One has to hope that Mr. Jack Crawford of Silver Spring, Md., is pulling some sort of prank on the Washington Post -- as Rush Limbaugh would say demonstrating absurdity by being absurd -- because if he's serious, his 42-word March 9 letter-to-the-editor is the most overwrought missive I've ever read in a serious major newspaper.
Published along with two other letters about the Post's "Hyping the sequester's drama," in the Saturday paper's "Free for All" mail bag feature, Crawford expressed his "hope" that the Post "will publish the pictures of all the people who lose their jobs due to the sequester" much like the paper "did with the soldiers who died in Iraq." "Martyrs should be held up for public approval of their honor," he concluded. [see screen capture below]
For what it's worth, Post editors included two other letters, one by a Mr. Richard Williams of Woodbridge, Va., who claimed to be a federal employee who "can see why the rest of America thinks it's about time [the Washington, D.C. area] got a dose of reality" by experiencing some of the belt-tightening most Americans in the private sector have had to impose on themselves in the past few years.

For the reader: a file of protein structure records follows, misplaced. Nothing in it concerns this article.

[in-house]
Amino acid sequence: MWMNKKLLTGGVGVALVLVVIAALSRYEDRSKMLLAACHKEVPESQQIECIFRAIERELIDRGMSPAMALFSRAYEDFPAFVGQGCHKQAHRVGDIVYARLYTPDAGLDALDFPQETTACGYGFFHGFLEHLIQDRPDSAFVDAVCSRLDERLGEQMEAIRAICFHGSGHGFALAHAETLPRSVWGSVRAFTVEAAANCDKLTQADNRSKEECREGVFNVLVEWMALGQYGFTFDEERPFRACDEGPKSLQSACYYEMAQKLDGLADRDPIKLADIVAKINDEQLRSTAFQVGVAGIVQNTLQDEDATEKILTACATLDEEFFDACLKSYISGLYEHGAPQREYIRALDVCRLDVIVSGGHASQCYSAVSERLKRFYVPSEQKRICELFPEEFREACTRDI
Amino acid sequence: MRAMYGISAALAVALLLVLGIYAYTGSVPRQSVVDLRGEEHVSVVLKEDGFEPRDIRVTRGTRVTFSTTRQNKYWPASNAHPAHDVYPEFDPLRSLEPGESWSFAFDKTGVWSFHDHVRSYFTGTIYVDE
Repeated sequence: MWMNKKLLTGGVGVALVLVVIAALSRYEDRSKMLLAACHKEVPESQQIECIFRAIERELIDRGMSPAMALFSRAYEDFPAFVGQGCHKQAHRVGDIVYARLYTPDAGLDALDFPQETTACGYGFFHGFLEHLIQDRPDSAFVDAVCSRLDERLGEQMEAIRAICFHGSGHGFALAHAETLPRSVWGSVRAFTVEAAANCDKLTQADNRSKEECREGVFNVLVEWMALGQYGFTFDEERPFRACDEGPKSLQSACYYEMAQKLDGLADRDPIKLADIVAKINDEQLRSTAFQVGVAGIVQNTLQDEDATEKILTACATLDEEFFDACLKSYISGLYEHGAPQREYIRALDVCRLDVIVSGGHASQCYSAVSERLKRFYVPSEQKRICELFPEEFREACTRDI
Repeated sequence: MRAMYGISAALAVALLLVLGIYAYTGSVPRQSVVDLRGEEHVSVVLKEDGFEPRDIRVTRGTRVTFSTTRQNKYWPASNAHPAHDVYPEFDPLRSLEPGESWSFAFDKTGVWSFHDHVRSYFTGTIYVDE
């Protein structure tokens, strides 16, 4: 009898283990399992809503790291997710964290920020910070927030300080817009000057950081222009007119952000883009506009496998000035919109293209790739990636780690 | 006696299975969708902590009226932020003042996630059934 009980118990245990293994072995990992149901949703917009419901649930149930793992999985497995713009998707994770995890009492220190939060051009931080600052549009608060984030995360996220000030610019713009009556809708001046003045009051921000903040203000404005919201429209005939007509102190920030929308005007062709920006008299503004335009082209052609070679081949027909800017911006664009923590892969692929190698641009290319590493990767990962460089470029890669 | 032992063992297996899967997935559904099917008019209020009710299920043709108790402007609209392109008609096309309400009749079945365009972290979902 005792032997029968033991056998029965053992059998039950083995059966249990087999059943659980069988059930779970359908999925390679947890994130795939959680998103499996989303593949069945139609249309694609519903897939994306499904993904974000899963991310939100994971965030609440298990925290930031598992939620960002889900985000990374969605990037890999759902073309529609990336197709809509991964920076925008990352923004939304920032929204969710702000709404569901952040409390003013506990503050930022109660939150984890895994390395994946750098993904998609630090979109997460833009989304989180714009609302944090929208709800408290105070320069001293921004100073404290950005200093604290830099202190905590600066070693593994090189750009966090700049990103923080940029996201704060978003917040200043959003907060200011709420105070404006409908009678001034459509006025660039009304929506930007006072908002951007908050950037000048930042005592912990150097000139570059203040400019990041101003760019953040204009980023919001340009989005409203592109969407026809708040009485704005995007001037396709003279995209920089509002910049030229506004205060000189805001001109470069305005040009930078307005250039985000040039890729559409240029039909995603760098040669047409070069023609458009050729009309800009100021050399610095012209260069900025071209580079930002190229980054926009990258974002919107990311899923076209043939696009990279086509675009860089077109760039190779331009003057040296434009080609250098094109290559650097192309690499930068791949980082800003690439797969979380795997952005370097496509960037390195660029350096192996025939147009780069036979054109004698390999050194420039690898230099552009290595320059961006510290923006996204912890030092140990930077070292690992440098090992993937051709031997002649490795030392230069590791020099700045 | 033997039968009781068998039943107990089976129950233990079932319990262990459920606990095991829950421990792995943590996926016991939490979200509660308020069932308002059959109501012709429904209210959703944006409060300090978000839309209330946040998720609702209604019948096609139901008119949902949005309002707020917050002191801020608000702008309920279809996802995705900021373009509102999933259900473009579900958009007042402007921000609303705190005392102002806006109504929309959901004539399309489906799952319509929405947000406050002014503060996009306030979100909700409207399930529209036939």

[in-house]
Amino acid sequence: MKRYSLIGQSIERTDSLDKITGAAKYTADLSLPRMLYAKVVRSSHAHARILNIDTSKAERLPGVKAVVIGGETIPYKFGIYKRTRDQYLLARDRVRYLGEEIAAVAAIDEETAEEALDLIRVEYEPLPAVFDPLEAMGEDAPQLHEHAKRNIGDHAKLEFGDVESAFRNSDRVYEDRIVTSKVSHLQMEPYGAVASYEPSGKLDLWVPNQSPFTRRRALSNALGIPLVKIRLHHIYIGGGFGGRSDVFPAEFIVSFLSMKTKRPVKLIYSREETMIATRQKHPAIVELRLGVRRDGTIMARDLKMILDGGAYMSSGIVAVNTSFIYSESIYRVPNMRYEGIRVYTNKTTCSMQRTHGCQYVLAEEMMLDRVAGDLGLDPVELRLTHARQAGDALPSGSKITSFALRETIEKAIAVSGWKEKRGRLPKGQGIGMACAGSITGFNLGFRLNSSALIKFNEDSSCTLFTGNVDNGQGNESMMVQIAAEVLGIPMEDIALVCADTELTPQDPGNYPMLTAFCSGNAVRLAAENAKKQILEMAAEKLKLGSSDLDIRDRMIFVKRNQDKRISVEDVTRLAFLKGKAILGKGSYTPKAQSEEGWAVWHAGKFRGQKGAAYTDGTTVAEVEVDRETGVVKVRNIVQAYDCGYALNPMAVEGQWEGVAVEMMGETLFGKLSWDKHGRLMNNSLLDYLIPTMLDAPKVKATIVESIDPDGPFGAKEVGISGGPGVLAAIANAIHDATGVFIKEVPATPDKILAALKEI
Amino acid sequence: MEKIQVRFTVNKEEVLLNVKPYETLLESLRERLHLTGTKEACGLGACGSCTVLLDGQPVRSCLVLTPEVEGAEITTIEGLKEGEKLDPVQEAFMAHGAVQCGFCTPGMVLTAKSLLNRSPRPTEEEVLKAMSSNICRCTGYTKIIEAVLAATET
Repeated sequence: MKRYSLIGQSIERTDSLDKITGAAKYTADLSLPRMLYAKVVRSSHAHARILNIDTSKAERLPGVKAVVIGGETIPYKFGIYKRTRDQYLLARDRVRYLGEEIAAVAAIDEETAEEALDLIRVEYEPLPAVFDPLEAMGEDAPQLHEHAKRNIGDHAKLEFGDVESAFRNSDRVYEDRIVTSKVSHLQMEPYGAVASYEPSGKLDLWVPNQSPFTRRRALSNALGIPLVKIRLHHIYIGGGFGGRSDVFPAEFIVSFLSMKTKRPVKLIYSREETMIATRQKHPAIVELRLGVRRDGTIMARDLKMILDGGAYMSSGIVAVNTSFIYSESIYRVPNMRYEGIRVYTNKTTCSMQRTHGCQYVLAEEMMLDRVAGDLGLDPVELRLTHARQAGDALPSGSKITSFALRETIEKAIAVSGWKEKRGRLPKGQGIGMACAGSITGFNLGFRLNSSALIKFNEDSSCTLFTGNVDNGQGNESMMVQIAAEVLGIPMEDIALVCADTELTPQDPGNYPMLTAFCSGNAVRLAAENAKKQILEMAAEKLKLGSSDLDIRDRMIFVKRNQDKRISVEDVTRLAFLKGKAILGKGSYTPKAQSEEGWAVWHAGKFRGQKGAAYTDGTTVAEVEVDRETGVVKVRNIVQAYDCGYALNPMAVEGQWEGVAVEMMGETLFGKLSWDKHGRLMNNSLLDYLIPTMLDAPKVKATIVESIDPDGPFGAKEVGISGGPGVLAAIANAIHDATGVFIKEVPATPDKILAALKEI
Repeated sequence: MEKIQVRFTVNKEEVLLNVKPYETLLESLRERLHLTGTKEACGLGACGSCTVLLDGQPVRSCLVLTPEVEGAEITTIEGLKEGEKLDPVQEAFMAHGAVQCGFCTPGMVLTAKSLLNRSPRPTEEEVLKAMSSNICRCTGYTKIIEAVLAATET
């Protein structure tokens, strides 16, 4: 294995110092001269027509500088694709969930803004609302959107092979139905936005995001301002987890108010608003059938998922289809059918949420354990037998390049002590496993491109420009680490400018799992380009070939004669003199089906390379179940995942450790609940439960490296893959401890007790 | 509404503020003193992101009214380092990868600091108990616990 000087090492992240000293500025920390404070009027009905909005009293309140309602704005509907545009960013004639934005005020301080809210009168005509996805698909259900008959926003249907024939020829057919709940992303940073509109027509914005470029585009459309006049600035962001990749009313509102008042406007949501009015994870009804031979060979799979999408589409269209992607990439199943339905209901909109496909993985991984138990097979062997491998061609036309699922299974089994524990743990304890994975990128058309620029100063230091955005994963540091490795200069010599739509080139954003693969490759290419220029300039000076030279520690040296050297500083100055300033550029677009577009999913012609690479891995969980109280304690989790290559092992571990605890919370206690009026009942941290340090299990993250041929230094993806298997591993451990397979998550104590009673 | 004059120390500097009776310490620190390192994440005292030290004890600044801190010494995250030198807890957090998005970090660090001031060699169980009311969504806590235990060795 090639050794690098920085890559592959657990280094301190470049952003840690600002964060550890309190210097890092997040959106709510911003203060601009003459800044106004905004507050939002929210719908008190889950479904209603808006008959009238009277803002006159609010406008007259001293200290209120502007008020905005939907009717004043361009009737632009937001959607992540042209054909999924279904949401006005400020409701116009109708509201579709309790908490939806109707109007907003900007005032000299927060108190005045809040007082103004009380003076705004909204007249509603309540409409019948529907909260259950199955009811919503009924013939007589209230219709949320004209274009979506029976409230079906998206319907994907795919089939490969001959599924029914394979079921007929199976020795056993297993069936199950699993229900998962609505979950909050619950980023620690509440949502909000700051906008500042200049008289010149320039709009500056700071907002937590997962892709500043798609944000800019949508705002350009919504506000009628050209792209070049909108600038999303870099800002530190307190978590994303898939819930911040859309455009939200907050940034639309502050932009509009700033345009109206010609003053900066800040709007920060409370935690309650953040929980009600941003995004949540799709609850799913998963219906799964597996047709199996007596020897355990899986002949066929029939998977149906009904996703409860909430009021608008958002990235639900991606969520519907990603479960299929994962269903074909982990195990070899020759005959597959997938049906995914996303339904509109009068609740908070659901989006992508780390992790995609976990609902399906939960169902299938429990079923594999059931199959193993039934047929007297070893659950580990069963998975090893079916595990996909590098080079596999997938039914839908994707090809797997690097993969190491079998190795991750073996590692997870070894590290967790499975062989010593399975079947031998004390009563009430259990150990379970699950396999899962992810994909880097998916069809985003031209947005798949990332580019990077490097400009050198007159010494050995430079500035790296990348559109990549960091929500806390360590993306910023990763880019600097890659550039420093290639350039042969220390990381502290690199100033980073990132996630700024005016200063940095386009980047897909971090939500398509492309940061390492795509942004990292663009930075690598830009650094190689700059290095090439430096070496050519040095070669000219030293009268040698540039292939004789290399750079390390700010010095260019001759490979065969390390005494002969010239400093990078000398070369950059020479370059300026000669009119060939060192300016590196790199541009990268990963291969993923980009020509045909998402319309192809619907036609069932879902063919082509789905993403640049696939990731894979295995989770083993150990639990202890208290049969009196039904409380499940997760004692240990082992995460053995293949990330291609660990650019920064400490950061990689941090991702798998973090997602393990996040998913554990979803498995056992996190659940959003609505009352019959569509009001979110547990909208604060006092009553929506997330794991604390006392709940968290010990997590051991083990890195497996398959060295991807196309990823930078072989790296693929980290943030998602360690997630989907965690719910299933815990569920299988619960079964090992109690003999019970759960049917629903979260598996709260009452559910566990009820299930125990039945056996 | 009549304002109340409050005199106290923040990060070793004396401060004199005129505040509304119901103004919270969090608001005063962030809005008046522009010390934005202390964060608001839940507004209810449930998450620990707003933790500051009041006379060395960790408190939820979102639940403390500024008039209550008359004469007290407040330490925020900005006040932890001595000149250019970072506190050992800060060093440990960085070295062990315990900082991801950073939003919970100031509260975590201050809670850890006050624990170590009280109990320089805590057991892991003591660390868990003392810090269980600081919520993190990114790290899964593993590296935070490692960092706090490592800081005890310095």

The other epistle was penned by a Rebecca Samawicz of Vienna, Va., who complained that the Post lacked a "special section" full of "tables of facts and figures, and reaction from the whole of the country" regarding the sequester. It's hard to tell exactly, however, Ms. Samawicz is opposed or in favor of the sequester, although in context her letter seems to indicate she believes the Post's hype about the sequester was much ado about nothing.
P.S.: My colleague Tim Graham points out a letter to Time magazine from July 2002 regarding President Bush's call for the establishment of a new Department of Homeland Security. The writer, one Jack Crawford of Silver Spring submitted what is obviously a tongue-in-cheek missive:
Mucking about with federal agencies will do nothing to ensure our liberty. Just bring back the Department of War, and turn it loose. The best defense is a solid offense. JACK CRAWFORD Silver Spring, Md.